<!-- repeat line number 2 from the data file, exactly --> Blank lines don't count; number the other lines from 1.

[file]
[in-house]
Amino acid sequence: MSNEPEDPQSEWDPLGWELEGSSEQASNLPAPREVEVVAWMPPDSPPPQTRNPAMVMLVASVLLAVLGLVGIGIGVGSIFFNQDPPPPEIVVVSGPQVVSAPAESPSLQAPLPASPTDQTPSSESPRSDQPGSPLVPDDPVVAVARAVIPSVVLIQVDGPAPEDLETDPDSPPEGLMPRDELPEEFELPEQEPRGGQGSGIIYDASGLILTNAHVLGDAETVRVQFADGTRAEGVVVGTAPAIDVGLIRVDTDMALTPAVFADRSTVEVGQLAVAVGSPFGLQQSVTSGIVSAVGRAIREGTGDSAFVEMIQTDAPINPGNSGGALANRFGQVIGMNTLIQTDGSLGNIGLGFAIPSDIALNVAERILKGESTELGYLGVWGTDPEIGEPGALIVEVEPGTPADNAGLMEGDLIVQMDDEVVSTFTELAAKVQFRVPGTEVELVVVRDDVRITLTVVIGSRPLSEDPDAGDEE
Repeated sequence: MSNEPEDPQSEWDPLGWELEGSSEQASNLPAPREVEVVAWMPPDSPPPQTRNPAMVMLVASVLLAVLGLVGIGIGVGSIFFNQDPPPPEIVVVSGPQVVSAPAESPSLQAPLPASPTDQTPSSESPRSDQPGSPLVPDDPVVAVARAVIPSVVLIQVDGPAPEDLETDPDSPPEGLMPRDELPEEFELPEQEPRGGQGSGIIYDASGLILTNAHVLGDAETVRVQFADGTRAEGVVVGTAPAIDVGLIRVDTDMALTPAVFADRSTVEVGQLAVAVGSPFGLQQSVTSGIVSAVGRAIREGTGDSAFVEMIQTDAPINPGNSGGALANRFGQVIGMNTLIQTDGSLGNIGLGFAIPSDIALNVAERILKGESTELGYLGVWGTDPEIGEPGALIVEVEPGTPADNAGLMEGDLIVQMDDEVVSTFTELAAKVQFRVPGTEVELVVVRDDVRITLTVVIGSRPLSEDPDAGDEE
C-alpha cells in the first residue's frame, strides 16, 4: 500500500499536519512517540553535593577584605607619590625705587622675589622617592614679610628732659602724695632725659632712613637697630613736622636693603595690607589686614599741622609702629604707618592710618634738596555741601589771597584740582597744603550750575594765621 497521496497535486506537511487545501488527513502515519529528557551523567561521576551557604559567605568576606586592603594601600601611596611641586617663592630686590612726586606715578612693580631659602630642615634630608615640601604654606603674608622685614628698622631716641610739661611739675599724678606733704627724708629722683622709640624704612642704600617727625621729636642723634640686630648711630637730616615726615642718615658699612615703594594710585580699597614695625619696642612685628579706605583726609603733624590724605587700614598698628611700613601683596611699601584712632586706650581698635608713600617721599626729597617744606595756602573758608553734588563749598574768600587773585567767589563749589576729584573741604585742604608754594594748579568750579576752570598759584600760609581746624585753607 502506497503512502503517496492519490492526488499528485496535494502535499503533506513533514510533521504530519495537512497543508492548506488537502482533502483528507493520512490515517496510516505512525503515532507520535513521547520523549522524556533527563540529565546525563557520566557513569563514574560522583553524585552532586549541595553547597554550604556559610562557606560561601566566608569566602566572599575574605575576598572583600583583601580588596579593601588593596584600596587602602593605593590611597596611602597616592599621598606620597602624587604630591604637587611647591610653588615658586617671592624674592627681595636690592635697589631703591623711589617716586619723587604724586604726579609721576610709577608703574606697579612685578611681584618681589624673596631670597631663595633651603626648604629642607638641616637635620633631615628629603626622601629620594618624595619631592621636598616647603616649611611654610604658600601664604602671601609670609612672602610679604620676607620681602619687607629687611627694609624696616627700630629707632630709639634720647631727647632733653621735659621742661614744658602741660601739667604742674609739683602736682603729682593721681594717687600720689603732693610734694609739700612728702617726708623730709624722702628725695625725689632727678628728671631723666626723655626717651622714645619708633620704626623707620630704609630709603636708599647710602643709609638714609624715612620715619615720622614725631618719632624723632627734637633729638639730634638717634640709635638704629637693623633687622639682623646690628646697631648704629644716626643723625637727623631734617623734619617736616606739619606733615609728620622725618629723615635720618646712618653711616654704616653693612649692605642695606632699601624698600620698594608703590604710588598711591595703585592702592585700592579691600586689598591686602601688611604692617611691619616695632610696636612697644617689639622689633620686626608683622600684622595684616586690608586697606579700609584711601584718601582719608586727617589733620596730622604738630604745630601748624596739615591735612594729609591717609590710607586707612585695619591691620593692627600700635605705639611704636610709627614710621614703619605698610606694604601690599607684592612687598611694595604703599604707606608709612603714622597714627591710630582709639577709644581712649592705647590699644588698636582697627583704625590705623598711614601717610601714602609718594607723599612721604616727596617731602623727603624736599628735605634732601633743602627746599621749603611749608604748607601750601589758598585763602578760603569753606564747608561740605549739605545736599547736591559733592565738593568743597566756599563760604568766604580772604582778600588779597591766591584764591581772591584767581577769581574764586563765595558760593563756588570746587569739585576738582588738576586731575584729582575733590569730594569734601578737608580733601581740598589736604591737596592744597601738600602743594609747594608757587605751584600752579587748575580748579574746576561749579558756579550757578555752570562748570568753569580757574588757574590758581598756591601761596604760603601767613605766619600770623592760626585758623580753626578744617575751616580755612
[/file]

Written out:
Amino acid sequence: MSNEPEDPQSEWDPLGWELEGSSEQASNLPAPREVEVVAWMPPDSPPPQTRNPAMVMLVASVLLAVLGLVGIGIGVGSIFFNQDPPPPEIVVVSGPQVVSAPAESPSLQAPLPASPTDQTPSSESPRSDQPGSPLVPDDPVVAVARAVIPSVVLIQVDGPAPEDLETDPDSPPEGLMPRDELPEEFELPEQEPRGGQGSGIIYDASGLILTNAHVLGDAETVRVQFADGTRAEGVVVGTAPAIDVGLIRVDTDMALTPAVFADRSTVEVGQLAVAVGSPFGLQQSVTSGIVSAVGRAIREGTGDSAFVEMIQTDAPINPGNSGGALANRFGQVIGMNTLIQTDGSLGNIGLGFAIPSDIALNVAERILKGESTELGYLGVWGTDPEIGEPGALIVEVEPGTPADNAGLMEGDLIVQMDDEVVSTFTELAAKVQFRVPGTEVELVVVRDDVRITLTVVIGSRPLSEDPDAGDEE